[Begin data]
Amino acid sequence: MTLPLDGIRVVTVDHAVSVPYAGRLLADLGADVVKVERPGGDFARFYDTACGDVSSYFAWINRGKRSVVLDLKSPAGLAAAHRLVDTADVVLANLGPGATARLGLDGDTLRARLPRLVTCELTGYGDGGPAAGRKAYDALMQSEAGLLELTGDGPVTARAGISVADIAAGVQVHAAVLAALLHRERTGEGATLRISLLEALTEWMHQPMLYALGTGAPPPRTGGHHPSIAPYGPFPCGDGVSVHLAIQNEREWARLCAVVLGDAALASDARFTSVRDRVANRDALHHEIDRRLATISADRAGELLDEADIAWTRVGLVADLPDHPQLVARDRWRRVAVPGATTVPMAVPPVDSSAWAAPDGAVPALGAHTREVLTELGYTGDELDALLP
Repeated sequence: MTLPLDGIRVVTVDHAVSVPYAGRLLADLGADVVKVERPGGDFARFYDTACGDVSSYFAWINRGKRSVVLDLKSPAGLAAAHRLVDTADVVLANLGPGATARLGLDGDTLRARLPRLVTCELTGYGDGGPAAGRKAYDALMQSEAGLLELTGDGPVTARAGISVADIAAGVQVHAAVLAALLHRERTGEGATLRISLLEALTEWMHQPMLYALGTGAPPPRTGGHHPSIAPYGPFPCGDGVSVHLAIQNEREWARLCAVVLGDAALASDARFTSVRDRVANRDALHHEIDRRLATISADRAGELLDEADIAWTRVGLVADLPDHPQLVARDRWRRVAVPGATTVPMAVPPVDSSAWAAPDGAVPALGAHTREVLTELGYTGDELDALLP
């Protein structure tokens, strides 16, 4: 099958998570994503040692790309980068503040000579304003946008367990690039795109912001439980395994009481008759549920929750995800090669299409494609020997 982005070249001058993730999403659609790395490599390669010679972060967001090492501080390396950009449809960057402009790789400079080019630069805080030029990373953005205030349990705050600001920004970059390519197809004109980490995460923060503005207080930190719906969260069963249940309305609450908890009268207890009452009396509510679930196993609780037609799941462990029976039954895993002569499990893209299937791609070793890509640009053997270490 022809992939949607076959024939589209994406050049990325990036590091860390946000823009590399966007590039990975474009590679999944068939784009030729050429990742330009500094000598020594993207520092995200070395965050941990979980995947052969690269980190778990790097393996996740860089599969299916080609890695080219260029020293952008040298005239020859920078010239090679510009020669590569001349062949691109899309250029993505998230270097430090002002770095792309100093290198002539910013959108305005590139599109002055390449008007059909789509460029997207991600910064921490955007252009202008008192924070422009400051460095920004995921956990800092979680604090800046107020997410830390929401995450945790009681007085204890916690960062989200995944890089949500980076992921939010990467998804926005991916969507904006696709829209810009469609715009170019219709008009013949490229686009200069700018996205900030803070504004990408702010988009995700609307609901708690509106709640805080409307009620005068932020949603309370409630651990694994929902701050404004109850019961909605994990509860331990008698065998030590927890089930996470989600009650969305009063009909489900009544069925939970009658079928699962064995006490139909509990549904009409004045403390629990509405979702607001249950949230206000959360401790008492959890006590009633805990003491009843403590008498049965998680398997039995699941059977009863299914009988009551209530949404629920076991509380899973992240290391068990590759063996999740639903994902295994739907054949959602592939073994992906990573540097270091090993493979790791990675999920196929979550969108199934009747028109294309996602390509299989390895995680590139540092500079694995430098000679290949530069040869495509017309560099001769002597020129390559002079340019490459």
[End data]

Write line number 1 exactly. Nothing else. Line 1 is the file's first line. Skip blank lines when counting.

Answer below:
Amino acid sequence: MTLPLDGIRVVTVDHAVSVPYAGRLLADLGADVVKVERPGGDFARFYDTACGDVSSYFAWINRGKRSVVLDLKSPAGLAAAHRLVDTADVVLANLGPGATARLGLDGDTLRARLPRLVTCELTGYGDGGPAAGRKAYDALMQSEAGLLELTGDGPVTARAGISVADIAAGVQVHAAVLAALLHRERTGEGATLRISLLEALTEWMHQPMLYALGTGAPPPRTGGHHPSIAPYGPFPCGDGVSVHLAIQNEREWARLCAVVLGDAALASDARFTSVRDRVANRDALHHEIDRRLATISADRAGELLDEADIAWTRVGLVADLPDHPQLVARDRWRRVAVPGATTVPMAVPPVDSSAWAAPDGAVPALGAHTREVLTELGYTGDELDALLP